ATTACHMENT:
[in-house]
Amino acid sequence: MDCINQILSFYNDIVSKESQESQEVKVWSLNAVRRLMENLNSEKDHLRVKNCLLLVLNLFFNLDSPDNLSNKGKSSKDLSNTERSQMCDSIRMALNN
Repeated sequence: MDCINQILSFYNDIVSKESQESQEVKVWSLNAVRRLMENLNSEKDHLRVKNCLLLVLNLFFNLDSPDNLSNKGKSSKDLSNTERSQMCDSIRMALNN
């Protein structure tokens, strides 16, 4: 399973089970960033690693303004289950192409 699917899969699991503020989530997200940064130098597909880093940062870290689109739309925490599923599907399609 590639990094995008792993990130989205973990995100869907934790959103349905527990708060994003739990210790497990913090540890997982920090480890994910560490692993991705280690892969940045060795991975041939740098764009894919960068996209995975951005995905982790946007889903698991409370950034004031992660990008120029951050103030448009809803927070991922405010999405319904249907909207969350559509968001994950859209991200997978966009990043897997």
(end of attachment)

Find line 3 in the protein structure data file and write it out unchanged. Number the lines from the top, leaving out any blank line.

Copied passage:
Repeated sequence: MDCINQILSFYNDIVSKESQESQEVKVWSLNAVRRLMENLNSEKDHLRVKNCLLLVLNLFFNLDSPDNLSNKGKSSKDLSNTERSQMCDSIRMALNN